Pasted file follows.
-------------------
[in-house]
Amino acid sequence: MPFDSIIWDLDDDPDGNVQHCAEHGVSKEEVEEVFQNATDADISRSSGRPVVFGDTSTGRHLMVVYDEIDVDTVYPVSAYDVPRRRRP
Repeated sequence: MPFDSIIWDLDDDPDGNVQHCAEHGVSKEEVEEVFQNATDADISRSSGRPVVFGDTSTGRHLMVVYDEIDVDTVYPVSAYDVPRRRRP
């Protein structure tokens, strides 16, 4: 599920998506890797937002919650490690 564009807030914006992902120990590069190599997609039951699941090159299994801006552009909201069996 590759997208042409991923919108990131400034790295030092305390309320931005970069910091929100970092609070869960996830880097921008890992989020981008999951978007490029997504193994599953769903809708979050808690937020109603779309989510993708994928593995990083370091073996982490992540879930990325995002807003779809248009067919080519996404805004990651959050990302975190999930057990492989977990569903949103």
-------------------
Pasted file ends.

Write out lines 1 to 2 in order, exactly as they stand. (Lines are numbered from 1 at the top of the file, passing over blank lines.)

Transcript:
[in-house]
Amino acid sequence: MPFDSIIWDLDDDPDGNVQHCAEHGVSKEEVEEVFQNATDADISRSSGRPVVFGDTSTGRHLMVVYDEIDVDTVYPVSAYDVPRRRRP